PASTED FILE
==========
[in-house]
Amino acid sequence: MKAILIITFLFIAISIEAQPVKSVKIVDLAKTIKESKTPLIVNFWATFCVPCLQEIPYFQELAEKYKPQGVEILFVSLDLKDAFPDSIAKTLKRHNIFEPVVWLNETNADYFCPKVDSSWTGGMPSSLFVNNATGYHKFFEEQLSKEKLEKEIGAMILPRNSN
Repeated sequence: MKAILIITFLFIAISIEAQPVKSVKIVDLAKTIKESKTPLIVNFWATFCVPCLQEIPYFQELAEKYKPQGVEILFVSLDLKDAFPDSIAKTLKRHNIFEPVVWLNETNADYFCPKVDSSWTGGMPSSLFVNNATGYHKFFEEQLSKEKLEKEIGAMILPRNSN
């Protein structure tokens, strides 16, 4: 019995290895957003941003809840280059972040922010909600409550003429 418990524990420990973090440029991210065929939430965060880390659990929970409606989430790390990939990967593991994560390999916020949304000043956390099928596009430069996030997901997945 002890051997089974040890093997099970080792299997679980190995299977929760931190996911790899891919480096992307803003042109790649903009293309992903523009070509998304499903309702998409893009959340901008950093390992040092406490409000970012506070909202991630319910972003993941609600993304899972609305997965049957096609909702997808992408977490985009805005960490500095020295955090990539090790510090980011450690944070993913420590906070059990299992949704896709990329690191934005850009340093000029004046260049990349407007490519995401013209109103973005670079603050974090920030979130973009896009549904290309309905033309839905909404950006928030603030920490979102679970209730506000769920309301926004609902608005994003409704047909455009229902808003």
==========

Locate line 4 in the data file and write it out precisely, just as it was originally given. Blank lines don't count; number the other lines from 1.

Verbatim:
């Protein structure tokens, strides 16, 4: 019995290895957003941003809840280059972040922010909600409550003429 418990524990420990973090440029991210065929939430965060880390659990929970409606989430790390990939990967593991994560390999916020949304000043956390099928596009430069996030997901997945 002890051997089974040890093997099970080792299997679980190995299977929760931190996911790899891919480096992307803003042109790649903009293309992903523009070509998304499903309702998409893009959340901008950093390992040092406490409000970012506070909202991630319910972003993941609600993304899972609305997965049957096609909702997808992408977490985009805005960490500095020295955090990539090790510090980011450690944070993913420590906070059990299992949704896709990329690191934005850009340093000029004046260049990349407007490519995401013209109103973005670079603050974090920030979130973009896009549904290309309905033309839905909404950006928030603030920490979102679970209730506000769920309301926004609902608005994003409704047909455009229902808003």